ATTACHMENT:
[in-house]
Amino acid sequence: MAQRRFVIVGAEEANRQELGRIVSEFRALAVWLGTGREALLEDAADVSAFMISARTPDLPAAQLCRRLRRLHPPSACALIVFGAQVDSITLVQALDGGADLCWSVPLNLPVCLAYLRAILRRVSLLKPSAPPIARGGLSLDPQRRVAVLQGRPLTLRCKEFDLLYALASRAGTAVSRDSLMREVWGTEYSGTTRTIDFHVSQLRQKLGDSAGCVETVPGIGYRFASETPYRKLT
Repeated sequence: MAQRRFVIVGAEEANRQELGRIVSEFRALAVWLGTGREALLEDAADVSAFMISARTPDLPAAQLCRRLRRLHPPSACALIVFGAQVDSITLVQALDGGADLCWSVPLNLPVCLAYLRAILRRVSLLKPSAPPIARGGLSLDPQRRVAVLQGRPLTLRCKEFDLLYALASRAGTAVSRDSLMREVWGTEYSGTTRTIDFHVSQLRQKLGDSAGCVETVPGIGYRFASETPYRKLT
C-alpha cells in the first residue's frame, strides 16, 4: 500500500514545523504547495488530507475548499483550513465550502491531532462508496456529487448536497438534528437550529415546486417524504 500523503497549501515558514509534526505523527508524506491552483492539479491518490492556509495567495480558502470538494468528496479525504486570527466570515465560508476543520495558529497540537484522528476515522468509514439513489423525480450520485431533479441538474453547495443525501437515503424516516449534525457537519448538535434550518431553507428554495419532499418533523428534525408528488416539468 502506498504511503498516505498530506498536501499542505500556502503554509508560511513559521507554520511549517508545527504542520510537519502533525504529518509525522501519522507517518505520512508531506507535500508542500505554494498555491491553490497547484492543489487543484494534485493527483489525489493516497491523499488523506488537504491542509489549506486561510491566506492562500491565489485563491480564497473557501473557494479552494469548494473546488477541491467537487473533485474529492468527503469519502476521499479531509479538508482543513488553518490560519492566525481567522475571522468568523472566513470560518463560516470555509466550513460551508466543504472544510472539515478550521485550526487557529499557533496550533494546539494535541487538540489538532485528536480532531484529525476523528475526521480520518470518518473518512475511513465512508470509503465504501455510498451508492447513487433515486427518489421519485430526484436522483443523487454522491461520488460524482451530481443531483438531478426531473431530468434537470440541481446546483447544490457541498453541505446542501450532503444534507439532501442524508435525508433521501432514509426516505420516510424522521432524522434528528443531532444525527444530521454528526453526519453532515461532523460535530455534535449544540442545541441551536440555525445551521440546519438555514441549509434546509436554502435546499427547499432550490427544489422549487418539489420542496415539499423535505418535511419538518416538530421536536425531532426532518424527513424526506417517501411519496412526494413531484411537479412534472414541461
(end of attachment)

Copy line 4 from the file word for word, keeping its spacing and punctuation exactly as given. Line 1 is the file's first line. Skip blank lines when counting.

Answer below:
C-alpha cells in the first residue's frame, strides 16, 4: 500500500514545523504547495488530507475548499483550513465550502491531532462508496456529487448536497438534528437550529415546486417524504 500523503497549501515558514509534526505523527508524506491552483492539479491518490492556509495567495480558502470538494468528496479525504486570527466570515465560508476543520495558529497540537484522528476515522468509514439513489423525480450520485431533479441538474453547495443525501437515503424516516449534525457537519448538535434550518431553507428554495419532499418533523428534525408528488416539468 502506498504511503498516505498530506498536501499542505500556502503554509508560511513559521507554520511549517508545527504542520510537519502533525504529518509525522501519522507517518505520512508531506507535500508542500505554494498555491491553490497547484492543489487543484494534485493527483489525489493516497491523499488523506488537504491542509489549506486561510491566506492562500491565489485563491480564497473557501473557494479552494469548494473546488477541491467537487473533485474529492468527503469519502476521499479531509479538508482543513488553518490560519492566525481567522475571522468568523472566513470560518463560516470555509466550513460551508466543504472544510472539515478550521485550526487557529499557533496550533494546539494535541487538540489538532485528536480532531484529525476523528475526521480520518470518518473518512475511513465512508470509503465504501455510498451508492447513487433515486427518489421519485430526484436522483443523487454522491461520488460524482451530481443531483438531478426531473431530468434537470440541481446546483447544490457541498453541505446542501450532503444534507439532501442524508435525508433521501432514509426516505420516510424522521432524522434528528443531532444525527444530521454528526453526519453532515461532523460535530455534535449544540442545541441551536440555525445551521440546519438555514441549509434546509436554502435546499427547499432550490427544489422549487418539489420542496415539499423535505418535511419538518416538530421536536425531532426532518424527513424526506417517501411519496412526494413531484411537479412534472414541461